Manti Te’o: 2013 NFL Draft Scouting Report
Manti Te’o — linebacker, Notre Dame.
What I like — without a doubt Te’o has become one of the most discussed and controversial players in this entire NFL draft, but none of what I have to discuss here have anything to do with his fake girlfriend, or all the other catfish nonsense.
This is about him as a football player, and there are some things about Te’o to really like. First, he’s physical. If you look at where Te’o makes plays, you can draw a square from the line of scrimmage tackle to tackle back about eight or nine yards, and that’s where Te’o is at his best.
He is one of the smartest and most instinctive linebackers in this draft, and it shows in the number of big plays he makes. It’s not because he’s the most athletic player on the field — it’s because his football IQ is high. He takes excellent angles to the football, rarely makes a misstep and when he gets to the football, he’s a sure tackler.
Going back to the physical side of his game, Te’o can and will engage and shed blockers. He’s got a strong upper body and uses good leverage to clear players out of the way. Some linebackers like to avoid contact, and that forces them to take bad angles at times and they use their speed to make up for it.
Te’o is the opposite. He goes where the ball is, and works to clear out whoever is in his way. For plenty of defensive schemes, he’s a much better fit because of it.
What I don’t like — Te’o isn’t a great athlete, and because of that, he’s going to be scheme-limited. A statistic that many point to are the number of interceptions Te’o was able to get, but that number is misleading in that most of those plays were on overthrows and tipped passes.
The good news is that it shows he can play the short zones and has decent hands. The bad news is he’s not good in man coverage and isn’t fluid enough to turn and run with backs or tight ends. In today’s NFL, there are more and more teams incorporating two tight end sets, so to use the football cliché, Te’o is likely a two-down linebacker who will come off the field on passing downs.
He’s not fluid in his hips and without any long speed, he would be a liability against today’s NFL athletes. You saw it in the BCS Championship game, where the speed of Alabama left him flat-footed at times, unable to contend with superior speed and quickness.
What it all means — where Te’o is going to be drafted will depend largely on what a team wants out of their inside linebacker. If the team runs a 3-4 base defense and is looking for a run-stuffing two-down linebacker that can be in the box making plays, then Te’o can be that guy.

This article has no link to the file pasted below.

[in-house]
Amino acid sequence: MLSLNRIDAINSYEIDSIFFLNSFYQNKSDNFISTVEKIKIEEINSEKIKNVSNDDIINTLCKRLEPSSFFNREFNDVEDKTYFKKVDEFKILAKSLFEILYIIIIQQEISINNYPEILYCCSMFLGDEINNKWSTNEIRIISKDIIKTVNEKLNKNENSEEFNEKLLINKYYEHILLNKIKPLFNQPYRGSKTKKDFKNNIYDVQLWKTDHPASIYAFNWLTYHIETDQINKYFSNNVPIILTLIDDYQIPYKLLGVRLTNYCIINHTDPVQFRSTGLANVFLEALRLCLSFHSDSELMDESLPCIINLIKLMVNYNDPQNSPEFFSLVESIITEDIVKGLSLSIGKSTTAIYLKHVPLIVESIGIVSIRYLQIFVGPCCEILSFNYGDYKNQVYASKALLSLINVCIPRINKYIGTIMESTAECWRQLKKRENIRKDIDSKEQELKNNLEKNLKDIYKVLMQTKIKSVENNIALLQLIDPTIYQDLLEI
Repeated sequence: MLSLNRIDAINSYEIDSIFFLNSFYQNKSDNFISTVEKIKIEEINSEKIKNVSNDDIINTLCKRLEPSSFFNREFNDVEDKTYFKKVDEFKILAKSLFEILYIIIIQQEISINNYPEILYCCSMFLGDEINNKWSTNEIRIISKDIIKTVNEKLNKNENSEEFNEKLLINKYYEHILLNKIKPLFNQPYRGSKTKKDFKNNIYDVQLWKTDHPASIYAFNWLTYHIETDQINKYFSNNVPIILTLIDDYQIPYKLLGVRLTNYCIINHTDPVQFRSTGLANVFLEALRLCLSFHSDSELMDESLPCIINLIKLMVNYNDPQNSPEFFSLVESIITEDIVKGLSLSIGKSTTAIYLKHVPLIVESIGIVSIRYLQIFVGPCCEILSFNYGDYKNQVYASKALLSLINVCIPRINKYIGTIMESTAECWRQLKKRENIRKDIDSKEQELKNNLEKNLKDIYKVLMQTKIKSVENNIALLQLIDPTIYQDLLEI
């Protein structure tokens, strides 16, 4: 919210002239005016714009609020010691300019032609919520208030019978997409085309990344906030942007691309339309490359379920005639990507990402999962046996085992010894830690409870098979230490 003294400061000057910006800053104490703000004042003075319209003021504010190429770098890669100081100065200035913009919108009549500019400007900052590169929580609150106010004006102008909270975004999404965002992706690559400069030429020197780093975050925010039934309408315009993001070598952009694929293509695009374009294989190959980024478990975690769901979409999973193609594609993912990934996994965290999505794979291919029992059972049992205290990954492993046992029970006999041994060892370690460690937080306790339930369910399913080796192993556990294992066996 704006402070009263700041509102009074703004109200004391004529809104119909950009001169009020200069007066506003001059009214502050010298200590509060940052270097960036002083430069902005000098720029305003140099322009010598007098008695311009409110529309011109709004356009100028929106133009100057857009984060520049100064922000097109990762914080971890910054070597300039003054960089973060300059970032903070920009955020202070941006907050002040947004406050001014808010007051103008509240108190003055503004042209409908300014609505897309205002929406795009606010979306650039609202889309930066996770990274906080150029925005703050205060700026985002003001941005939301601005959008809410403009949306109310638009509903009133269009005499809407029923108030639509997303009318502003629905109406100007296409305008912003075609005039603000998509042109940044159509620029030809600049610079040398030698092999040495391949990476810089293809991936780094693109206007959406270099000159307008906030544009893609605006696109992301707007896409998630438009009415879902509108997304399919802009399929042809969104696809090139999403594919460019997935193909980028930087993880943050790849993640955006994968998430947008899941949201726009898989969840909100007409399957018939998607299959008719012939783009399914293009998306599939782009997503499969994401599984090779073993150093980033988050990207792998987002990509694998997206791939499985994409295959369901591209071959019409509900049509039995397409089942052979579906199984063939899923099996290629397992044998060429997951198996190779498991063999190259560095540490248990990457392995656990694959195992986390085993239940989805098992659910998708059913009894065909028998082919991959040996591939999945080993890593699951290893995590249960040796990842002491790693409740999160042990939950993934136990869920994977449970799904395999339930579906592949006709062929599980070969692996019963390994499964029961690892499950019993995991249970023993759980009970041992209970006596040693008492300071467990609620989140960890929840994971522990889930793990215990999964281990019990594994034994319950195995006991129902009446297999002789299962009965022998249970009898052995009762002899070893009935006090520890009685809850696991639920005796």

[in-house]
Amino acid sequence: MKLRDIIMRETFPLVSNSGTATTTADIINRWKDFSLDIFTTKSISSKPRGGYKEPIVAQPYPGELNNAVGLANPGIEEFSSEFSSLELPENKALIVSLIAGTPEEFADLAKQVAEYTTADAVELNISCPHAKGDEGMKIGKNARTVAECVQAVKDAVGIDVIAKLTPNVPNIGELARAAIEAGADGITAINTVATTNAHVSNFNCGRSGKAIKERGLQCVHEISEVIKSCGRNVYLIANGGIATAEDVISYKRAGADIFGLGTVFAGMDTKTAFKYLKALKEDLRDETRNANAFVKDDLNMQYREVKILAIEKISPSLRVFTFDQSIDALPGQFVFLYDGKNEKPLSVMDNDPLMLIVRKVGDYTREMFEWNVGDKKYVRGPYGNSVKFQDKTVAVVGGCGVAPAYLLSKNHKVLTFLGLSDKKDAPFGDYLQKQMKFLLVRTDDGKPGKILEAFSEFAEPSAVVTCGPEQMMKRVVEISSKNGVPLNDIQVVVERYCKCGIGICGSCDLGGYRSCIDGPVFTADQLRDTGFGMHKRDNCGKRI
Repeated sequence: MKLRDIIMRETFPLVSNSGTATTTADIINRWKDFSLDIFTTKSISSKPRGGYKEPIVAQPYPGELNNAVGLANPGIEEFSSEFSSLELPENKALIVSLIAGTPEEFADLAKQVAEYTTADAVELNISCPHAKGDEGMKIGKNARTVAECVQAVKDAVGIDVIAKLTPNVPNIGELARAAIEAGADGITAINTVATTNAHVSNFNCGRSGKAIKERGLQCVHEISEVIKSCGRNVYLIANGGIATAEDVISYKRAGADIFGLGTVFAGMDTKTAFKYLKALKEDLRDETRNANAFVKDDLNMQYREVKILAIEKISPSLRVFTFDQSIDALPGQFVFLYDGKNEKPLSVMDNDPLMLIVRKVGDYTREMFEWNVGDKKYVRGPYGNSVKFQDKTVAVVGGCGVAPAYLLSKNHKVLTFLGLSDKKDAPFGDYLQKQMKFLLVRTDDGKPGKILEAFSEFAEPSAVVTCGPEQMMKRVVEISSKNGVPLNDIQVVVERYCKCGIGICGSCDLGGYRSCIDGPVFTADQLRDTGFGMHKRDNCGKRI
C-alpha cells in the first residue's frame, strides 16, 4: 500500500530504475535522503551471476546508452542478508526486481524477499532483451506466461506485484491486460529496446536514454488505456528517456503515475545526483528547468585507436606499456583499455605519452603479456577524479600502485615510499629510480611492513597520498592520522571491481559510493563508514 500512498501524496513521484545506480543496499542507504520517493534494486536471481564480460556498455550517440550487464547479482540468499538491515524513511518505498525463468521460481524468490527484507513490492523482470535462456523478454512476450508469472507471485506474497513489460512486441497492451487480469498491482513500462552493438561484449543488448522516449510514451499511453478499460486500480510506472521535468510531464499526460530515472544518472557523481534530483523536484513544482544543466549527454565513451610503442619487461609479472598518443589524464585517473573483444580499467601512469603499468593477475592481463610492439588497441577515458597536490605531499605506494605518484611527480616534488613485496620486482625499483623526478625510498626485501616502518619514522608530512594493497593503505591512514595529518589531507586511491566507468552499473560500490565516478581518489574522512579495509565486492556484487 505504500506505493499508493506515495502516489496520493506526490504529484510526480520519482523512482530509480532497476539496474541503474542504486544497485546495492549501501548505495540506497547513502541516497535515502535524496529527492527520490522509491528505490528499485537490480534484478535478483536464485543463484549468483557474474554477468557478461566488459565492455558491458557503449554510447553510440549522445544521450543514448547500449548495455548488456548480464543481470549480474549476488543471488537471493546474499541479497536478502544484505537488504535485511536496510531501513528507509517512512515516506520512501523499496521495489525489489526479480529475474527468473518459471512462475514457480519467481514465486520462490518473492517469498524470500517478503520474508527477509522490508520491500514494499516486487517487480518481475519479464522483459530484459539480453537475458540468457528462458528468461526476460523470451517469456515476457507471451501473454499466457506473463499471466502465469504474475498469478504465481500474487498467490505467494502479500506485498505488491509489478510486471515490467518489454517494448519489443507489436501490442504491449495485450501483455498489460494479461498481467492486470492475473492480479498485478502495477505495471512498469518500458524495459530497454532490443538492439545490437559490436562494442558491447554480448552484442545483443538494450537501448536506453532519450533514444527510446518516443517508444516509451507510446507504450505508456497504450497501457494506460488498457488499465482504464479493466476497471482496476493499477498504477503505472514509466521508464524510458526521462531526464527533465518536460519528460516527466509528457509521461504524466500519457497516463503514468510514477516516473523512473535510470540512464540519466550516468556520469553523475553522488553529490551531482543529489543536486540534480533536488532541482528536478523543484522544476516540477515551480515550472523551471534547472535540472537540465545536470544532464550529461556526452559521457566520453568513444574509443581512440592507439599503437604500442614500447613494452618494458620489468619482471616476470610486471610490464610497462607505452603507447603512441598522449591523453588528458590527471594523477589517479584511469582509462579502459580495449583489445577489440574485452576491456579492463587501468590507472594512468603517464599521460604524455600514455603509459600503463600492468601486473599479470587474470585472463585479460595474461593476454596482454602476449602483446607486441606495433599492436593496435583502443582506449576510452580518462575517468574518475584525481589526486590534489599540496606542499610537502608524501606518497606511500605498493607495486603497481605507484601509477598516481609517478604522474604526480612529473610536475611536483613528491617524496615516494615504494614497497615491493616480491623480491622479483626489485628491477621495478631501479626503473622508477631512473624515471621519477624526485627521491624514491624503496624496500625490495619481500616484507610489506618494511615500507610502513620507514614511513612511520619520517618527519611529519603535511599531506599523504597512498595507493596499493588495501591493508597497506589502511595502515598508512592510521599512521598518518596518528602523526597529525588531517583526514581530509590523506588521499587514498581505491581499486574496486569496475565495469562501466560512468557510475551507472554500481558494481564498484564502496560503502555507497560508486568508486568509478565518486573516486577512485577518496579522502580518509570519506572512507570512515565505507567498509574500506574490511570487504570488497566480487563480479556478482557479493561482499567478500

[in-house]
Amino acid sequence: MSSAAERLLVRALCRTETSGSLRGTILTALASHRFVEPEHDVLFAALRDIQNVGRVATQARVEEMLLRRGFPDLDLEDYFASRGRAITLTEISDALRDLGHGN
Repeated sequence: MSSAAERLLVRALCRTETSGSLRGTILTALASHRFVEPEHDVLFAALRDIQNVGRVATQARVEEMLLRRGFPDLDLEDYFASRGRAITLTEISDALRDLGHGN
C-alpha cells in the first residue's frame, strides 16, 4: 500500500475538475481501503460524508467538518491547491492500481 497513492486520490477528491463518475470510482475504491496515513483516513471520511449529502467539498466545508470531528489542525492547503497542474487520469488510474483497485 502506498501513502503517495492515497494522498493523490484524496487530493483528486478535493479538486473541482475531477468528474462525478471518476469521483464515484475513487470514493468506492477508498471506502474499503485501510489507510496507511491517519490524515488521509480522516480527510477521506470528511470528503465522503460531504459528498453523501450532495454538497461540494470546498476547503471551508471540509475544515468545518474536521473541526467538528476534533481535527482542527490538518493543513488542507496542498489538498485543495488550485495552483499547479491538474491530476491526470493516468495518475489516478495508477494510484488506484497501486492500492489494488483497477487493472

Te’o gets a lot of heat for the national championship game, and rightfully so, but his career — in particular his senior season — was tremendous. I have no qualms about recommending Te’o to a 3-4 as a part of the puzzle at linebacker. He’s the type of physical in the box linebacker who can help keep safeties back out of the box and protect them, so they can focus on coverage.
The old school term for this type of linebacker is a “thumper” and there’s nothing wrong with having a good thumper on a roster. I am not sure if I would draft a two-down inside linebacker with a first-round pick in a draft class that is this deep and this talented, but it’s very fair to consider a player with this much football acumen, great physical build and solid fundamentals as a high second-round pick.
His 40 times doesn’t matter, his fake girlfriend doesn’t matter. Te’o is a solid football player in a draft that doesn’t have a ton of talent at inside linebacker, so don’t be at all shocked if he goes even earlier than anyone expects.
5 Things Patriots Must Improve Over 2015 Offseason
. If Bill Belichick's team wants to make it back to the Super Bowl in 2015, here are five things the New England Patriots must improve over the offseason. Read More
Seattle's Offense Will Struggle in Super Bowl XLIX
The Seattle Seahawks turned the ball over way too much in the NFC Championship game, and their struggles will continue against New England in Super Bowl XLIX. Read More